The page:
Esophageal stretching or dilating is a procedure that is done when the Upper Esophageal Sphincter (UES) is not opening well, due to radiation treatment, muscle weakness, or other causes. When the UES does not open well, it makes it difficult to get foods to "go down" and can create a clogged or backed up pipe type of problem, frequently even resulting in vomiting during meals. There are simple exercises which have been shown to be effective in improving UES opening without having esophagus stretched or dilated.
The Shaker exercise was developed by Reza Shaker, MD, who is a Gastro-Interologist. He developed this exercise to improve Upper Esophageal Sphincter (UES) opening through exercises instead of a surgical procedure. This exercise has been tested in well known, well accepted research studies and shown to be very effective.
All speech language pathologists learn about this exercise in graduate school as they are learning to help people with swallowing disorders. Yet, for some reason, speech language pathologists rarely ever receive referrals from physicians to treat this disorder with simple exercises. Instead, patients are usually referred to have their esophagus stretched or dilated, to get temporary relief, over and over, until they are told it can't be done anymore and then they are left to suffer with this disorder. They are never sent to the speech language pathologist, even when they have nothing else to offer them! Perhaps the referring physicians just don't know about the Shaker exercise. Is that possible?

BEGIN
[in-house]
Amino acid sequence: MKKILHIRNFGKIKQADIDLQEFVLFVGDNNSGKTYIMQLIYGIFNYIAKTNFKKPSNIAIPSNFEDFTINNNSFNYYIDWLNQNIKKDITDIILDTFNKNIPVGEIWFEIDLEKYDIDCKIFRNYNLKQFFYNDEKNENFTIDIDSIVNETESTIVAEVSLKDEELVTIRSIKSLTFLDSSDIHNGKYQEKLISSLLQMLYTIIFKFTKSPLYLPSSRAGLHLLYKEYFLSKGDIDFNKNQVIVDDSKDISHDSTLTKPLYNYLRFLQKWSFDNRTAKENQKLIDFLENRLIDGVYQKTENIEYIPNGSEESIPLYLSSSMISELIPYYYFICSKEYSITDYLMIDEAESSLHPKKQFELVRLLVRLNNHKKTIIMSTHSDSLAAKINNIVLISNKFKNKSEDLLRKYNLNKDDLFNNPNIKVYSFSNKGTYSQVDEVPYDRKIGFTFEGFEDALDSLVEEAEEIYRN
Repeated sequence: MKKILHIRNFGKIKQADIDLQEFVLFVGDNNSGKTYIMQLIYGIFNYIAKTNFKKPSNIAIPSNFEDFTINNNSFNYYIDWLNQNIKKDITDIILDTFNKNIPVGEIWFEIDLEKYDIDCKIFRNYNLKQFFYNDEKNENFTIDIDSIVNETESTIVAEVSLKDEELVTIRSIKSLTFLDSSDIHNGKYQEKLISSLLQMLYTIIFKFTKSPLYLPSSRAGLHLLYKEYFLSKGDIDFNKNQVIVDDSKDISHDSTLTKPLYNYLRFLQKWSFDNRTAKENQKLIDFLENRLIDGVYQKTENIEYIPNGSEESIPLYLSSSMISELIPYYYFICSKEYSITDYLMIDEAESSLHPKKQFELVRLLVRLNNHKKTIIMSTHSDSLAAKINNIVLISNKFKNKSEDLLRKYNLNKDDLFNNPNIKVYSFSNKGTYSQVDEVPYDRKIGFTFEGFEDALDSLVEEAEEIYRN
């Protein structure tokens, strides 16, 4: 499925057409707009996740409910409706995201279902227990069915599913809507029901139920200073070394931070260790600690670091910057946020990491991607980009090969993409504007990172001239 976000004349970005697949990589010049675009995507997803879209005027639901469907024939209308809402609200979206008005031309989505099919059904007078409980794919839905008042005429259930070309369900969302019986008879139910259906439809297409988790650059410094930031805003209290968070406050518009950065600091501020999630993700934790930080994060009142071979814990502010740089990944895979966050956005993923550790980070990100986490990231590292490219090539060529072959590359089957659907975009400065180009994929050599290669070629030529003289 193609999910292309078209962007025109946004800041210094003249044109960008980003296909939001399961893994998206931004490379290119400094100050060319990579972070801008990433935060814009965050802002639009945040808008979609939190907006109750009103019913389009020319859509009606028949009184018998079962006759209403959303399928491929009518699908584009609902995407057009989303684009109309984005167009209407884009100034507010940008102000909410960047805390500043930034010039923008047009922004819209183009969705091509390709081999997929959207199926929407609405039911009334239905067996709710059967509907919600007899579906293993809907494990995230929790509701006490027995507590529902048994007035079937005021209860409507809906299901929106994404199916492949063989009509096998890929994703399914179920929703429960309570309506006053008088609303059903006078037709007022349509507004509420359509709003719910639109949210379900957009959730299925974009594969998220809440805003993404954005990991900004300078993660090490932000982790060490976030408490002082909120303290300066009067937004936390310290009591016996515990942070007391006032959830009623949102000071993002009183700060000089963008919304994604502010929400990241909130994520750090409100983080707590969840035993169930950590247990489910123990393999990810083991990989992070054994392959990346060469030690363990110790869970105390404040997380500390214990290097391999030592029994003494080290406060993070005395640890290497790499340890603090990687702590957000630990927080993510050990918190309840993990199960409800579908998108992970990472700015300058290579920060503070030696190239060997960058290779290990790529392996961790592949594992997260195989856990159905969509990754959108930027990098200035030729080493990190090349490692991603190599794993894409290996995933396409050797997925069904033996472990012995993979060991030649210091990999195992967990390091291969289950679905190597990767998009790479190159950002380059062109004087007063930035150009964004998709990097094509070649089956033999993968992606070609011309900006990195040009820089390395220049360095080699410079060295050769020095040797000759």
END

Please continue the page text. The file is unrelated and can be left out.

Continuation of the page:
In recent years, there have been new developments, making the Shaker exercise even easier to do and maybe even slightly more effective. Modern research has determined that this exercise, which is normally done by lying in a supine position and lifting your head up and down, can also be done sitting upright with resistance under your chin as you nod your head up and down. This is called the Chin Tuck Against Resistance (CTAR) exercise. There are other exercises also which target the suprahyoid muscles, which can be helpful for this disorder. The suprahyoid muscles lift the larynx up and forward during the swallow, which is the movement that pulls the esophagus open. When the movement is stronger due to stronger suprahyoid muscles, the esophagus will open much better, in most cases. Simple exercises may well be equally effective, if not more effective in the long run, than esophageal stretching or esophageal dilating.
About the Author: Jolie Parker, MSCCC-SLP is a speech language pathologist who works with patients who have difficulty swallowing or a swallowing disorder, which is called dysphagia. She has over 20 years experience as a speech language pathologist and is a co-inventor of the ISO-CTAR Throat Exercise Device, which is an exercise tool designed to help patients improve swallow function by doing the Shaker exercise in the upright position, which is also called the Chin Tuck Against Resistance (CTAR) exercise. The device can also be used to complete the Jaw Opening Against Resistance (JOAR) exercise, which is another evidence based dysphagia exercise.